By: Jake Rogers
Inside the JDC (Juvenile Detention Center) today I got to meet with a kid who I remember having in my group at Outdoor Outreach Camp for most of his middle school years. This is his first time in JDC. I remember him well. He was always well behaved and respectful, which might be part of the reason I struggle to recall many specific memories of him. I did, however, have no trouble finding old camp pictures that had been taken of us together.
I’m still trying to process his story. My heart breaks for him. Knowing him from years ago, remembering the sweet, lighthearted, mostly innocent kid he was, it must really get to me. Just how much, I do not know.
Whenever someone’s story has this strong of an impact on me, I’ve learned to ask myself, why? I have been able to come up with two possible reasons:
The first reason is his story. It could have been mine. This could have been your story–far more likely than you might think. Yes, his choices and decisions played an important part. But take away being in the wrong place at the wrong time, his life may look no different than any other teenager’s, filled with instant gratification, insecurity, and mild stupidity.
I do not know why God allowed him to experience this tragedy and yet, prevented this from becoming a part of my own story. But we both agreed, God is using this experience to open his eyes and to reveal Himself in ways he’s never before experienced. This young man has grown closer to God in recent days, more than he ever has; he is praying more than ever before. He is hearing from God daily and finding reassurance that God is hearing his prayers through The Jesus Calling devotional. He is learning how unworthy he is of God’s forgiveness, and yet how much greater God’s love is for him.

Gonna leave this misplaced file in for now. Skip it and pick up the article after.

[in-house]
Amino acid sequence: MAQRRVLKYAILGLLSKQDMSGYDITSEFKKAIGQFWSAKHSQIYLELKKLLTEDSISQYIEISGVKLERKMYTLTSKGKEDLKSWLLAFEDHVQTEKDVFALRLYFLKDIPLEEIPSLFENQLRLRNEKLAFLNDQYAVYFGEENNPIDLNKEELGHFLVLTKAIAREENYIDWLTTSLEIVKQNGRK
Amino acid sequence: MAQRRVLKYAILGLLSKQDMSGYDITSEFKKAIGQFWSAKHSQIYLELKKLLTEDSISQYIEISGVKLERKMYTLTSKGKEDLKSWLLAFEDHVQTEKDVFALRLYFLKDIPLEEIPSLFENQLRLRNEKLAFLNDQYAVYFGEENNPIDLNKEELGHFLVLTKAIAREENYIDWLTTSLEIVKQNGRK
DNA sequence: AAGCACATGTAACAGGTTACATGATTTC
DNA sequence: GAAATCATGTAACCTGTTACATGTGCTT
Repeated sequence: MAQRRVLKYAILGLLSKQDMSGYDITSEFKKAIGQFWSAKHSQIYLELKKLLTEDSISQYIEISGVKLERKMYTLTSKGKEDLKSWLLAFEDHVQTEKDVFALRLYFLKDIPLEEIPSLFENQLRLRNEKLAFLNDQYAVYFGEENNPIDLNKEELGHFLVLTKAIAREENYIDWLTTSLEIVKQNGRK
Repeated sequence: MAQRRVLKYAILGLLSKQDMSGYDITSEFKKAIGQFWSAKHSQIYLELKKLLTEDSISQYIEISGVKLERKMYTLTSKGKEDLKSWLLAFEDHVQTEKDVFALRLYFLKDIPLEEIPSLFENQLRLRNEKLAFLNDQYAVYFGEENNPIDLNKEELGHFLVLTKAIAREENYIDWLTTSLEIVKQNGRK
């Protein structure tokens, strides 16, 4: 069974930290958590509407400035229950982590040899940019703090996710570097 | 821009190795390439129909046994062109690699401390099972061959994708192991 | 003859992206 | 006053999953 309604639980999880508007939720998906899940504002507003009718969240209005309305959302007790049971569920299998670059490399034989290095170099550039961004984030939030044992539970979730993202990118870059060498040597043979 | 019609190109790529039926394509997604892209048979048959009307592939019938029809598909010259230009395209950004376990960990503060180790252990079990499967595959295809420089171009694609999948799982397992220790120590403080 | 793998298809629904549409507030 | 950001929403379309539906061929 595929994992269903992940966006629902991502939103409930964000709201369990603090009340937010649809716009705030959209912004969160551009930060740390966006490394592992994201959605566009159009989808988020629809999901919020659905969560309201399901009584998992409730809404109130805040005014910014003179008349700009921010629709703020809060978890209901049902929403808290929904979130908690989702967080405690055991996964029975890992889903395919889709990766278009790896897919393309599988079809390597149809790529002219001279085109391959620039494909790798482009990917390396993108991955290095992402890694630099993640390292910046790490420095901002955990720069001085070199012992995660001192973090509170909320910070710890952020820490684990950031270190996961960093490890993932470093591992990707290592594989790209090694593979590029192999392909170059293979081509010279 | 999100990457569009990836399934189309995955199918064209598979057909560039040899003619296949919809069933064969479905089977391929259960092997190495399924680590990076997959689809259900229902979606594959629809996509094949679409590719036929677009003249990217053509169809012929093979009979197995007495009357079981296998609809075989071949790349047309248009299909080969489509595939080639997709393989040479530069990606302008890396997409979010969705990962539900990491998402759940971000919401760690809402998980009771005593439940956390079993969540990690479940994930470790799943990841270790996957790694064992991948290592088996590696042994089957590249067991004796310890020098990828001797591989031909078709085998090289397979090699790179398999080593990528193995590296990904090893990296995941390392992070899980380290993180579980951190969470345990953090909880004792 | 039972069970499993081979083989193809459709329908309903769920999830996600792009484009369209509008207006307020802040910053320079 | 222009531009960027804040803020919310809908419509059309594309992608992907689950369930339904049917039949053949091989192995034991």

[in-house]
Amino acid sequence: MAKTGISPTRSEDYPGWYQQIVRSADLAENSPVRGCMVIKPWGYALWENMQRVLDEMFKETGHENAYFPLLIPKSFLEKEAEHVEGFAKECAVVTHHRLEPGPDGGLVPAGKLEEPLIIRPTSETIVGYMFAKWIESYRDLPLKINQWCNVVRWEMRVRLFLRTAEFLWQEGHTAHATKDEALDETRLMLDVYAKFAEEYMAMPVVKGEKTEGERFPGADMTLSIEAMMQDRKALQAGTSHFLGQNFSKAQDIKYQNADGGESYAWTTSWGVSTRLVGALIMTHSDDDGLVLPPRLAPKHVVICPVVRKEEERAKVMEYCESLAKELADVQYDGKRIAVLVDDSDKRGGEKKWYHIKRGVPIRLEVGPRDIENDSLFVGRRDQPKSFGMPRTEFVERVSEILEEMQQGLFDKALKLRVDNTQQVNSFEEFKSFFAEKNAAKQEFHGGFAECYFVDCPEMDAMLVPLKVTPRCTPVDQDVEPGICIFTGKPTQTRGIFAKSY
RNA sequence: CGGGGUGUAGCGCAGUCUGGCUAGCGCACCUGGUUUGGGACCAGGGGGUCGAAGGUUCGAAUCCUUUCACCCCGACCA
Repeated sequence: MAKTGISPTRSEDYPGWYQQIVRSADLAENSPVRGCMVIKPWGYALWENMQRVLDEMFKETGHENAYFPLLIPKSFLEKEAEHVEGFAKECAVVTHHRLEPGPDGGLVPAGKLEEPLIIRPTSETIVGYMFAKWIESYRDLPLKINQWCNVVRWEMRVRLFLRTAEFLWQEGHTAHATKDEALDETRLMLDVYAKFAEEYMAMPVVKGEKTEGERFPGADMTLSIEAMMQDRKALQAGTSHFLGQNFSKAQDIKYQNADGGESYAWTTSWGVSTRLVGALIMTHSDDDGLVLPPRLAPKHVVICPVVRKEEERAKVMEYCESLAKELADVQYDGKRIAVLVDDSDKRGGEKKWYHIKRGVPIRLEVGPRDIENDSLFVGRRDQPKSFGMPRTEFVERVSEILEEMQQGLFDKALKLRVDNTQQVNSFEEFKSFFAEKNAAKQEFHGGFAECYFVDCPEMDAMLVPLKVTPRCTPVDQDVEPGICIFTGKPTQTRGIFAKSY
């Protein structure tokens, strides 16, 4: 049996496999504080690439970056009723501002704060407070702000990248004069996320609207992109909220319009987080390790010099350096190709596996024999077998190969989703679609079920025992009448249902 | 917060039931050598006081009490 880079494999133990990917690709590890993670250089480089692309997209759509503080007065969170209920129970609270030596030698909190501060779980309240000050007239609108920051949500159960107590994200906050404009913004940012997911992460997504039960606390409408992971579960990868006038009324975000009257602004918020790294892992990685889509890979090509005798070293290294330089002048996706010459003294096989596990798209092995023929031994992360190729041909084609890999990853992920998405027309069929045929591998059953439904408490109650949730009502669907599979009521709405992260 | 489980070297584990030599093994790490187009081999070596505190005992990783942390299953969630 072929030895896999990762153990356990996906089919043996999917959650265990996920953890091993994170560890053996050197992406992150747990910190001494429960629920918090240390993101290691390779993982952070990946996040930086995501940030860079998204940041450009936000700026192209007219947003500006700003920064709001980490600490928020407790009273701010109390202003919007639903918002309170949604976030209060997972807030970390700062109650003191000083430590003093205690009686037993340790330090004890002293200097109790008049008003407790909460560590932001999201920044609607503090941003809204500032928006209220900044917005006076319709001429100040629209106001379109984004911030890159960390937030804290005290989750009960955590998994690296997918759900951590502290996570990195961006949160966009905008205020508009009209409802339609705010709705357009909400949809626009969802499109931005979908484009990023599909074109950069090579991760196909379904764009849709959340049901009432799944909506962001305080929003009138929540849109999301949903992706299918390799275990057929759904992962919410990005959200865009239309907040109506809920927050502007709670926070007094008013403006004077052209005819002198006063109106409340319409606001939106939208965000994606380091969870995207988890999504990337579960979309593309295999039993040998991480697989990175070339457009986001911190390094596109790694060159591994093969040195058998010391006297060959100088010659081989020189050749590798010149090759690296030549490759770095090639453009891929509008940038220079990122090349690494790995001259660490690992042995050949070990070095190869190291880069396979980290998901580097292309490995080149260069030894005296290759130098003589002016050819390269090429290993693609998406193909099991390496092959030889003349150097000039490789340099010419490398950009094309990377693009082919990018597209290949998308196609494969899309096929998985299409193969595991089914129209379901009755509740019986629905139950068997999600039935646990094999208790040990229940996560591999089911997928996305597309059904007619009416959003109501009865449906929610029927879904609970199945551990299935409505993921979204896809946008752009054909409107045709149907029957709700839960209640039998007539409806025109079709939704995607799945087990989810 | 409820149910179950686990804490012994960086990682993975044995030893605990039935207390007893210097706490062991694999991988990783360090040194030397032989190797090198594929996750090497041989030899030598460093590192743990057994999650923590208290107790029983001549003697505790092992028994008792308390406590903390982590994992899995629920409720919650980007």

The second reason is, the sense of sorrow and raw emotion that cries out from within him. It was not easy to miss, even though his affect was rather flat. There was a real genuineness to his words, accompanied by a deep hurt and sorrow that could be seen in his eyes. The only time tears began to well up in his eyes was when he read Psalm 62,
“5Let all that I am wait quietly before God, for my hope is in him.
6He alone is my rock and my salvation.
7My victory and honor come from God alone.
He is my refuge, a rock where no enemy can reach me.
8O my people, trust in him at all times. Pour out your heart to him, for God is our refuge.”
Honestly, I think he may still have been in a little bit of shock and disbelief. He recently went through a very traumatic event, one that will affect him for the rest of his life. From my past experiences working with those who suffer from PTSD, I know that they often have difficulty describing these symptoms. He did not have to search for many words for me to understand what he was trying to communicate.
Along with his deep emotion, was a willingness to be transparent and vulnerable. I have great respect for those that are able to be open and honest like him. In many ways I envy it, but at the same time, I know that this level of raw openness rarely comes without a lot of pain and desperation, pushing it up from deep below. This is the level of desperation we need to have when we go before God.
There is something amazing about witnessing someone who is in such a painful and terrifying situation, yet is able to express gratitude and praise God in the midst of it. He is very thankful for how this has brought his parents into conversation with one another, and some healing into the brokenness of his family. He is grateful to have learned, more people than he ever imagined truly care about him, and are praying for him. He recognizes and appreciates the blessing of having grown up in a Christian family, and is now learning to apply much of what he’d taken lightly in the past.
It really is amazing, how God will use one tool to sharpen another. I went into JDC today with the hope that God would use me to speak truth into this young man’s life, and I believe He did that. At the same time, He was using this very same young man as His chosen tool to sharpen me, to show me how desperate and sorrowful I should be over my sins when I come to Him.